After 510 days in prison, Rev. Hassan Abduraheem and Mr. Abdulmonem Abdumawla were released on May 11, 2017, on a presidential pardon. The two were arrested in December 2015 along with VOM field worker Petr Jasek and Rev. Kuwa Shamal. Rev. Shamal was acquitted of all charges and released on Jan. 2, 2017, and Jasek was released on Feb. 26, 2017, also on a presidential pardon.

“My joy is now complete as my brothers are now free as well,” Jasek said following their release. Jasek, a Czech national, was sentenced to life in prison on Jan. 29 after a nine-month trial on charges including espionage, inciting strife between communities and illegally entering Sudan. Rev. Abduraheem and Abdumawla each received 12-year sentences for their roles in helping Jasek provide assistance to an injured student.
After Sudan’s President Omar al-Bashir pardoned Jasek on Feb. 26, he was escorted back to his home country by a Czech Republic foreign minister.
Sudanese Christians faithfully supported the four men throughout their trial, appearing in the courtroom when allowed and standing in solidarity outside the courtroom when they weren’t. Jasek later talked about how encouraging it was to see them there and to hear the Christians singing hymns and praying.
Prisoners in Sudanese prison
Petr Jasek, Hassan Abduraheem, Kuwa Shamal and Abdulmonem Abdumawla in prison
Jasek spoke to Rev. Abduraheem at about midnight Sudan time following his release on May 11. “He told me that both he and Abdulmonem are in good health and were excited and so happy to be free,” Jasek said. “He also expressed thanks to all of those whom the Lord had used to push their case.”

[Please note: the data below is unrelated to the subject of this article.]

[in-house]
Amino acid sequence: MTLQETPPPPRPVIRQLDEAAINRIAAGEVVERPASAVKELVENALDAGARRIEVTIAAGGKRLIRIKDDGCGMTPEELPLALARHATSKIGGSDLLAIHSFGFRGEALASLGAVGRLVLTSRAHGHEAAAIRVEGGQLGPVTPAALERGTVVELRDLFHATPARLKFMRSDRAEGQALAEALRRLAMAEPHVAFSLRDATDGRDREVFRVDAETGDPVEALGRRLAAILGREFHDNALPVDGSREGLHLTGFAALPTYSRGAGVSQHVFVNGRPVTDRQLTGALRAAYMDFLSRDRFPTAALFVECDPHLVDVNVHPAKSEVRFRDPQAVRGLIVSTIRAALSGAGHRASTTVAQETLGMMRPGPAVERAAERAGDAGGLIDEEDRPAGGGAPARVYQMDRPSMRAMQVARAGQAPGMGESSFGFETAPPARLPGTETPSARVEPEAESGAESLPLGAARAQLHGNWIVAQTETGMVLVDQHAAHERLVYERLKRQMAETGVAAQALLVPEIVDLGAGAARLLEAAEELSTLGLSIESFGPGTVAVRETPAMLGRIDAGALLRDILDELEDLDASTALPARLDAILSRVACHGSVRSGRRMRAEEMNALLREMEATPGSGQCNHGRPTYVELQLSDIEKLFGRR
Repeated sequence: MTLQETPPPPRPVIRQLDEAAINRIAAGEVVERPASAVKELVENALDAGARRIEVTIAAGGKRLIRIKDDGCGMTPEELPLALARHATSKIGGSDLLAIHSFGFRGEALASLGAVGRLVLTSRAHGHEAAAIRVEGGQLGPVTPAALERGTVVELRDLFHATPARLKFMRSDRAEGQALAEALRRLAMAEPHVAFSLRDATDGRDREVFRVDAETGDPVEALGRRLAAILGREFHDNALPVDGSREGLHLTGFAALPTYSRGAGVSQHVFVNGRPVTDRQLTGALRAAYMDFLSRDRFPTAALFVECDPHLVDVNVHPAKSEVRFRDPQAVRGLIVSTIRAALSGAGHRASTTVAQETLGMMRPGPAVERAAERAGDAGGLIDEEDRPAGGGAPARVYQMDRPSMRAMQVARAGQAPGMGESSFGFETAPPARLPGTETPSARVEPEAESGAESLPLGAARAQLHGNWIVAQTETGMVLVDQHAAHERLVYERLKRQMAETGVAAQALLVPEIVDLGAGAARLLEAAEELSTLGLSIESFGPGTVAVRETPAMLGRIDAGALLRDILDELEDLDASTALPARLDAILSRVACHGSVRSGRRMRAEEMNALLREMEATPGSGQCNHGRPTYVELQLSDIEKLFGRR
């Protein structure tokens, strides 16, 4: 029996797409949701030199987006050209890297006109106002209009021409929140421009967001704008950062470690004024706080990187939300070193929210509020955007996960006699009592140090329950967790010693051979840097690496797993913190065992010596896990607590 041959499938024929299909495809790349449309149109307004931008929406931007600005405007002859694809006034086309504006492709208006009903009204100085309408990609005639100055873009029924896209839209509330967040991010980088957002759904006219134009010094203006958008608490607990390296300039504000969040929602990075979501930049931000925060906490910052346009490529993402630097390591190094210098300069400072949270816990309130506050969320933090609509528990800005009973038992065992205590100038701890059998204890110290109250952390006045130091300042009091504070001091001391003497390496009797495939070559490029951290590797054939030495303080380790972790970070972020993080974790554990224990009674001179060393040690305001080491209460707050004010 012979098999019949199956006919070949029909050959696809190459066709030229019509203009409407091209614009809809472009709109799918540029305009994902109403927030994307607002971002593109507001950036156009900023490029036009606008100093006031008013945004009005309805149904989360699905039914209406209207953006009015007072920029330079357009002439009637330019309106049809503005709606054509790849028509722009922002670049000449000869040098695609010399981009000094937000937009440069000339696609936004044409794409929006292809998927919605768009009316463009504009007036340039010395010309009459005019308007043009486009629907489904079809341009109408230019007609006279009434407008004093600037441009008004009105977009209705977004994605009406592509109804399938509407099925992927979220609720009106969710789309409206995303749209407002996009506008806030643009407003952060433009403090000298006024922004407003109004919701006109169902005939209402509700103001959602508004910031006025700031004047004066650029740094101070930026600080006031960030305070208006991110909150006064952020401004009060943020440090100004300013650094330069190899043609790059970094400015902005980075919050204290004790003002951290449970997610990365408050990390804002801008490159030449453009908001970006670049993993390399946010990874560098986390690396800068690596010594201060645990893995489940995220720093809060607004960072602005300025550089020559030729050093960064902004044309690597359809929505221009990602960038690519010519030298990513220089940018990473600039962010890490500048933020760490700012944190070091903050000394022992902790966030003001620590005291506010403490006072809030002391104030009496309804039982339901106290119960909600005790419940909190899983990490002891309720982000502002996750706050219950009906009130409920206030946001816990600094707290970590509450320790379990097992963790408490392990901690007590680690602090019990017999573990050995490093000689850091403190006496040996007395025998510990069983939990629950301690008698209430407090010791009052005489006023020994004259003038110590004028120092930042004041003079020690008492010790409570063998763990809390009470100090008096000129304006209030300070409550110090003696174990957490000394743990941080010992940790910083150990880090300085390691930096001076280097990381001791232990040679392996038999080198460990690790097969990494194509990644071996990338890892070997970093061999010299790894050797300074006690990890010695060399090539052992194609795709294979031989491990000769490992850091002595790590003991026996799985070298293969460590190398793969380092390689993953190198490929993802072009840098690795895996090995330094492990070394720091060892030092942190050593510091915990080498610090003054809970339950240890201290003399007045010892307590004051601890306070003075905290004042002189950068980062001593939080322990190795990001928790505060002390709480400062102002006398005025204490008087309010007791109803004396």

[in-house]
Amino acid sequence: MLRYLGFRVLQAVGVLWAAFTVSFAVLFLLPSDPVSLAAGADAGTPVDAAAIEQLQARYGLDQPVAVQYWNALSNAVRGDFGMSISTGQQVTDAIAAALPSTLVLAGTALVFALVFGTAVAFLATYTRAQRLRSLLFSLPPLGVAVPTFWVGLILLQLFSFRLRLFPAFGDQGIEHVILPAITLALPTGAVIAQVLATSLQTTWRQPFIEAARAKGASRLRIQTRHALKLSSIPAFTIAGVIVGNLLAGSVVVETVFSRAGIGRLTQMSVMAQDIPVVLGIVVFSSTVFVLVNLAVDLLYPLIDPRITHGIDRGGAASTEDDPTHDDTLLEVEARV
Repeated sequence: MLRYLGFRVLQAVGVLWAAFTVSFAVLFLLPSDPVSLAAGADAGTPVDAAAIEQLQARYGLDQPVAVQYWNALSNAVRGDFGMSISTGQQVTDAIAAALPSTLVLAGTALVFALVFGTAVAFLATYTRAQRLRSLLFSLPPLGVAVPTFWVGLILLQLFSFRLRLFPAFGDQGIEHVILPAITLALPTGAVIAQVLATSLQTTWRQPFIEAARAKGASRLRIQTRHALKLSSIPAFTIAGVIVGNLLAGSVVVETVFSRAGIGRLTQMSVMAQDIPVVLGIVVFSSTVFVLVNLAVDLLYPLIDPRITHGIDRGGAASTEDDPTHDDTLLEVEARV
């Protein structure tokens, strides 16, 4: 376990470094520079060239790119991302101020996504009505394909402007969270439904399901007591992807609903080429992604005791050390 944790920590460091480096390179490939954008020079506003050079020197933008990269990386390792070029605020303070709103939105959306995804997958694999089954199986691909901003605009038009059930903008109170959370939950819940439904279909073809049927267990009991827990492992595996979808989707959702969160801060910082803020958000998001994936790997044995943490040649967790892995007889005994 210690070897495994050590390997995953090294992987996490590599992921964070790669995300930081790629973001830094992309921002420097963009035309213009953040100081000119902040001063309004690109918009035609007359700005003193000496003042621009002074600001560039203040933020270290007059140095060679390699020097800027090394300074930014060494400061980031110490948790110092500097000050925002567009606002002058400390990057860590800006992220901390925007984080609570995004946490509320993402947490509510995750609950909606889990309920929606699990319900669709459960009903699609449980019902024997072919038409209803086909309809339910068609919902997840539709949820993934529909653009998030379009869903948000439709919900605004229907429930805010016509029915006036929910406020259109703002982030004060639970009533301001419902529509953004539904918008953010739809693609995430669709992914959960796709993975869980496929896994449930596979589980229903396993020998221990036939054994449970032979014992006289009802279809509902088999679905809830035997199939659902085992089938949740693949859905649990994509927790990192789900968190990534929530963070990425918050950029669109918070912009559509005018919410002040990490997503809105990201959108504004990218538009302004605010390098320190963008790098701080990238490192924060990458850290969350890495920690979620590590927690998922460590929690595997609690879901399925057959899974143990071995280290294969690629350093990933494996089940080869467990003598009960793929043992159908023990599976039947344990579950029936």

Rev. Abduraheem told Jasek that he had no regrets about his time in prison because he could see the Lord’s purpose for him there. He was able to preach the gospel and encourage Christians in various prisons throughout Sudan, and his imprisonment also served to encourage and embolden the Sudanese church overall.
The pastor told Jasek that he has already forgiven those who interrogated and imprisoned him and that he feels no anger or bitterness. “I pray that the Lord Jesus would reveal himself to them as Lord, Savior and God,” he told Jasek.
The release of the two men is a bright spot in what has been a difficult year for Sudanese Christians. Earlier this month, the government began implementing its plans to demolish 27 churches they claim are built on land intended for other uses.
Government officials have also tried to confiscate property owned by the Sudan Presbyterian Evangelical Church in Omdurman. Several church members have been detained, and on April 3 an elder was stabbed to death in related violence. These recent events near Khartoum take place against the backdrop of a years-long bombing campaign against Christian communities, schools and hospitals in the southern Nuba Mountains.